This is common within works that have a female lead

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dualism which is associated with femininity, such as docility and gentleness. This is common within works that have a female lead. Often times the female lead must have stereotypical “masculine” traits in order for her to be seen as strong and powerful. This is also seen when Layton and Ep get into a fight. Ep claims that Layton’s son sits when he pees, obviously referring to women, and Layton in turn slashes Ep’s face several times. To Layton, having his son being associated with “femininity” was the worst insult conceivable. Response 1: As I have mentioned before in my responses, I find the intersectionality of race and sexual identity very intriguing. Andrea Smith mentions that because of racism, Native Americans are looked at as unpure and therefore justifiable to be raped. I just can’t believe that people in social power would be able to justify rape in a way that would be deemed acceptable by society. I wonder if this “logic” is a conscious thought or happens subconsciously.
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Response 2: When Smith mentioned that Native Americans were also being sterilized without their consent, my jaw actually dropped. It’s worse enough that they are already being taken advantage of sexually but to have the chance of childbirth taken away is unimaginable. I just can’t understand how they can take away a potential child’s life when they haven’t even done anything yet. Response 3: Just in the first two sections, there has already been a ton of gender roles presented, and Molly shattering them. My first main thought is about how bold Molly is and how comfortable she seems to be with challenging the stereotypes around her. I can’t help notice my own discomfort when she loses her virginity so young but I understand that Brown is trying to make a point that sex doesn’t have to be built up with large expectations like society has made it out to be. Another main point that I notice is the intersection between sexual identity, religion and familial identity. It’s sad that she struggles especially between her familial identity and her sexual identity and now has to go through it alone since her father died and there isn’t a role model/emotional support that she needs. Her father was the main person in her life, encouraging her to follow her dreams, pushing her to go to college, and to be free and play outside with the boys when she is young. Without this influence, I wonder if she would have given in to more conventional ways outwardly. I find it very interesting to learn about the horrible treatment of Native Americans during colonization. This was discussed briefly in my history classes in high school, but I feel like I didn’t know the half of it. I took AP US History in high school, but this was never covered. Is America trying to hide the past history behind this? It reminds me of how schools in the south similarly change the description of the civil war within textbooks. I also think the portrayal of Pocahontas is very interesting as we discussed in class. Disney turned it into a children’s movie, almost to appropriate the treatment of the indiginous people, even though it just isn’t the case.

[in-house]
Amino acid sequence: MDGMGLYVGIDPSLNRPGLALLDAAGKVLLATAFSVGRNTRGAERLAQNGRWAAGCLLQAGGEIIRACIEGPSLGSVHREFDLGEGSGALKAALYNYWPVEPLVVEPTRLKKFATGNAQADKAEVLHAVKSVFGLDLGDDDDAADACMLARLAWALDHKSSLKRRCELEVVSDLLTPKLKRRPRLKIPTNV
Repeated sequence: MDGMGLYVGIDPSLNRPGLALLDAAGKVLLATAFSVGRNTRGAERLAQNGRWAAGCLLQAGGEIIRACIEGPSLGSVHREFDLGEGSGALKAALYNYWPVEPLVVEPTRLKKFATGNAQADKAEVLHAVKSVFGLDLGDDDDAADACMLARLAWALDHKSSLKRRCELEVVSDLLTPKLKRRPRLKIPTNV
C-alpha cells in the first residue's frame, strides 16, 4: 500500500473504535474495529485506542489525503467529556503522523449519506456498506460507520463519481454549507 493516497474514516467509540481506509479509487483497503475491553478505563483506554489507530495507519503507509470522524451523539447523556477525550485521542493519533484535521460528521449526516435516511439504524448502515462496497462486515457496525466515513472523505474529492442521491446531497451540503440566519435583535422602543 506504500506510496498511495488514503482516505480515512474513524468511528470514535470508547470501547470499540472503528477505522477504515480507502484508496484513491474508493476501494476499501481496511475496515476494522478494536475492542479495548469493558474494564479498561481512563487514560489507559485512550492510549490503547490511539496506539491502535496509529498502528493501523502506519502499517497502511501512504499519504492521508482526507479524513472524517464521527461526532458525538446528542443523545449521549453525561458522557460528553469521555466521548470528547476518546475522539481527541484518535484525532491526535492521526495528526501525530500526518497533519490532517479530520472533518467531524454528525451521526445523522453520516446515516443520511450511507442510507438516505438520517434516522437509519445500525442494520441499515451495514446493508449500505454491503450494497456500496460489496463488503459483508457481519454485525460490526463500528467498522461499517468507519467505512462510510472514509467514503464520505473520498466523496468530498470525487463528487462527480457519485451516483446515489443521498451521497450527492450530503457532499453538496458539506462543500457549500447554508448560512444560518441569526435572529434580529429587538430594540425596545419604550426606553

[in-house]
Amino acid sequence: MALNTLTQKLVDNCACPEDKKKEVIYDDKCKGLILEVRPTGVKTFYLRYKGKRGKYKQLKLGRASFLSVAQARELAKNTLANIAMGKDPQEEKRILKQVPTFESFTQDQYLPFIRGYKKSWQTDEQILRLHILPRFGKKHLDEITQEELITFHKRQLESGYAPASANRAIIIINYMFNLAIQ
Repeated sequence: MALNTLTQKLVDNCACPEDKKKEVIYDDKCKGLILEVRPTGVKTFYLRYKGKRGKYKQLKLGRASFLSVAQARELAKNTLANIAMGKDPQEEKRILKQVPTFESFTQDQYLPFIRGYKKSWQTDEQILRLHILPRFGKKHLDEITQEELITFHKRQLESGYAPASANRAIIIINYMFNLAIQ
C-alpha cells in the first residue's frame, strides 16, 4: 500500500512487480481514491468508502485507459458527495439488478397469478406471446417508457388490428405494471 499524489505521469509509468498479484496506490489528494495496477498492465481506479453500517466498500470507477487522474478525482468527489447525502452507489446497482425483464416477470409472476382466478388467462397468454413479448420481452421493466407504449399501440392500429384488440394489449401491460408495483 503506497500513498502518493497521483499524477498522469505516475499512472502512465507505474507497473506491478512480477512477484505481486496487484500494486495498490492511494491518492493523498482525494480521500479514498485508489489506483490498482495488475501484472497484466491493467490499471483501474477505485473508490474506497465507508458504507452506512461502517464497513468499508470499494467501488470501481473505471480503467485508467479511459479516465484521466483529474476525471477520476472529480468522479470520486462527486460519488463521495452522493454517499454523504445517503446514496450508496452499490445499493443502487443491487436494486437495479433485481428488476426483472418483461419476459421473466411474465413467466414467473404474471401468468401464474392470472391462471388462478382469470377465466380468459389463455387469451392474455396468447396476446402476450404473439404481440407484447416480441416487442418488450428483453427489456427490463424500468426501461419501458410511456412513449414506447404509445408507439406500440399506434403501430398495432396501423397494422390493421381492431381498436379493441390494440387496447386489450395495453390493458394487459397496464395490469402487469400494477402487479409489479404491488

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  • Fall '19
  • Native Americans in the United States, Indigenous peoples of the Americas

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